Dear Fairfield Horseshoe entrant,

Following recent discussions, it has been decided to impose a total ban on the use of GPS-enabled devices for navigation in fell races organised by Ambleside AC, starting with the Fairfield Horseshoe on12th May 2018. Our full rationale for this decision is outlined below. We hope that you will share our thinking on this matter and remain eager to race. Any comments on this subject would be very welcome, preferably by email. We look forward to welcoming you on Saturday.

Yours in fell-running,

Ambleside AC

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Rationale for GPS ban

In recent years the quality of GPS-enabled devices, especially watches, has improved to such an extent that it is now possible to navigate a route ‘on sight’ without ever deviating more than a few metres and, crucially, without any ability to read a map or compass. This inevitably has consequences for outdoor sports, notably fell-running, in which navigation is an essential component. 

Ambleside AC believe that the ability to navigate using a map and compass is a central part of the sport of fell-running. There are many other types of racing (e.g. trail running or sky-running) in which GPS-enabled devices are permitted and no navigational skill is required (indeed, the route may be fully flagged) but the ethos of fell-running is that each runner is responsible for his or her own navigation. We feel strongly that this element of fell racing must be retained and that fell runners should possess not only a map and compass but the ability to use them.

For this reason, it has been decided that all Ambleside AC races will now impose a total ban on the use of GPS-enabled devices for navigation. This applies to all devices including handheld GPS devices, GPS watches and mobile phones.

The FRA’s current policy is that this matter falls under the responsibility of the race organiser (RO), who is therefore free to permit or forbid use of GPS-enabled devices (and could similarly require runners to carry additional equipment such as an emergency survival bag, mobile phone etc). Prior to the FRA further debating this issue, we are therefore imposing this rule with the full backing of the current FRA chairman.

We would like to make it clear that we are not seeking to ban the _carrying_ of GPS-enabled devices. We recognise that many runners use, for example, mobile phones to take photographs during races; provided that no GPS features are used, this remains acceptable. Additionally, a GPS-enabled device could clearly be useful in an emergency situation. However, we would like to emphasise the following:

1) We understand that an increasing number of runners wish to ‘log’ their runs using watches. Whilst we do not wish to discourage this, we want to make it very clear that _any_ use of a GPS-enabled watch for navigational assistance is not permitted. This includes the display of _any_ navigational information including distance travelled. It also applies to audio warnings: in particular, not only must your watch not warn you if you have gone off track but additionally it _must not beep_ every kilometre (or mile, etc).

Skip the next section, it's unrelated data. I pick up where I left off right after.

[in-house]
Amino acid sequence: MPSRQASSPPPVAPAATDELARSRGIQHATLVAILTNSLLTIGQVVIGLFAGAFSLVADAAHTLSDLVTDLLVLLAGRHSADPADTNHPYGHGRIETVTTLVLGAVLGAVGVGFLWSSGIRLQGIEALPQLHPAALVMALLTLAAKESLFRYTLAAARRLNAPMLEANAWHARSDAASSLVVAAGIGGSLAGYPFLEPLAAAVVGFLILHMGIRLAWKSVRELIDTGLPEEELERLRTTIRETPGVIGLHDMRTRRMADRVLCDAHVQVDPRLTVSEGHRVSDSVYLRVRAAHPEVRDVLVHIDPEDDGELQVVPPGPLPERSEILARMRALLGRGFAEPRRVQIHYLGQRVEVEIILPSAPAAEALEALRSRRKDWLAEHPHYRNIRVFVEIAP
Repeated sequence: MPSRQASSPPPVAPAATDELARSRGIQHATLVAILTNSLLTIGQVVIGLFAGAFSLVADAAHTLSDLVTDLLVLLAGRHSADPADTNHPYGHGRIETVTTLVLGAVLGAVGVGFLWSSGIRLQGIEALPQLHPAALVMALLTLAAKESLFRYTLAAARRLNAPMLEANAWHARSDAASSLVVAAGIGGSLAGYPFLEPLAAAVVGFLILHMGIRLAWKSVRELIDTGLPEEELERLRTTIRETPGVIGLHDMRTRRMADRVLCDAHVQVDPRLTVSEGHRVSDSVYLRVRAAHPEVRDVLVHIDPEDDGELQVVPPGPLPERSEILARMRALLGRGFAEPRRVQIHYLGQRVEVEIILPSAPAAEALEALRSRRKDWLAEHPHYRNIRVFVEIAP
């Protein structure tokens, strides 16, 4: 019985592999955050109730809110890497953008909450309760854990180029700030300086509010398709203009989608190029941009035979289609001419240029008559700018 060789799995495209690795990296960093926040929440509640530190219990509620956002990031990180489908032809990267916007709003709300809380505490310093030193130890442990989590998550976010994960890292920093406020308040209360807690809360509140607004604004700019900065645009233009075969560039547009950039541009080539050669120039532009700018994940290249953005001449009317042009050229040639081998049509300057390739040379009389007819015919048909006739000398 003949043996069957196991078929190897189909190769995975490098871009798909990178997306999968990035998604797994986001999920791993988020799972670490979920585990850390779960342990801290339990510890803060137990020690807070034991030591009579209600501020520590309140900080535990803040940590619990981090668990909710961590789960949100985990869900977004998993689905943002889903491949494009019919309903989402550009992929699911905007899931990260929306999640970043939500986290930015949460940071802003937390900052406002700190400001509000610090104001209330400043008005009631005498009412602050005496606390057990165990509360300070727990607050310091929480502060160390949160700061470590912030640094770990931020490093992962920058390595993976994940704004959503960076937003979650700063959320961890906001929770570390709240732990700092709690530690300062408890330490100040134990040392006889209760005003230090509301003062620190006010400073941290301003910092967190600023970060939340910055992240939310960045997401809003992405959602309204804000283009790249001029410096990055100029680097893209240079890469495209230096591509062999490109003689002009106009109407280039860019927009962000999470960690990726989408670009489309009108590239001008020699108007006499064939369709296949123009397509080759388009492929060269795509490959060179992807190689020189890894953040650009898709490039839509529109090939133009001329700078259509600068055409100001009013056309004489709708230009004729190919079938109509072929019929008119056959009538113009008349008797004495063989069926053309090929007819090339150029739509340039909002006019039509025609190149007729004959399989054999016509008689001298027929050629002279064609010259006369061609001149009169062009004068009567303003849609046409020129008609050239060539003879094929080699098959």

2) This rule applies _regardless of your position in the race_ – in other words, it applies equally to the runner in last place as to the leader. This is for two primary reasons: firstly, everyone is competing against those runners around them, whether with the goal of finishing in the top 5, 50 or 500; secondly, for many people the simple act of completing a fell race (especially a long or ‘super-long’) represents an outstanding personal achievement, and we do not wish to see this devalued by removing the navigational component 

3) This rule does not apply to barometric altimeters; this is a separate topic which might be considered further, but for now purely barometric altimeters are permitted (as in most mountain marathons).

4) The phrase ‘in an emergency’ means exactly that. Being lost is not in itself an emergency! If you use a GPS-enabled device to get back on track, you must retire from the race or declare yourself to be non-competitive to the next marshal and at the finish of the race.

We recognise that this is a difficult rule to ‘police’; however, this is also true of many other rules. Fell-running, like many amateur sports, relies heavily on the integrity of its participants, and we therefore trust entrants in our races not to breach this rule. Nonetheless, anyone identified as having used a GPS device for navigation will be disqualified. We anticipate further modifications and clarifications to the rule and reserve the right to tighten its requirements in the future (e.g. requiring GPS-enabled watches to be stored away rather than worn on the wrist).

This decision has not been taken lightly; many clubs and runners (at a variety of ability levels) have been consulted and we believe that the consensus is very much in favour of a ban. We hope that you agree with our decision but we would welcome your thoughts, whether for or against. Regardless of your personal opinion, we hope that you will support our decision and the ethos of fell-running by abiding by the spirit of the rule in our future races, starting with the 2018 Fairfield Horseshoe.

Ambleside AC

Best regards

Fairfield Horseshoe 2018

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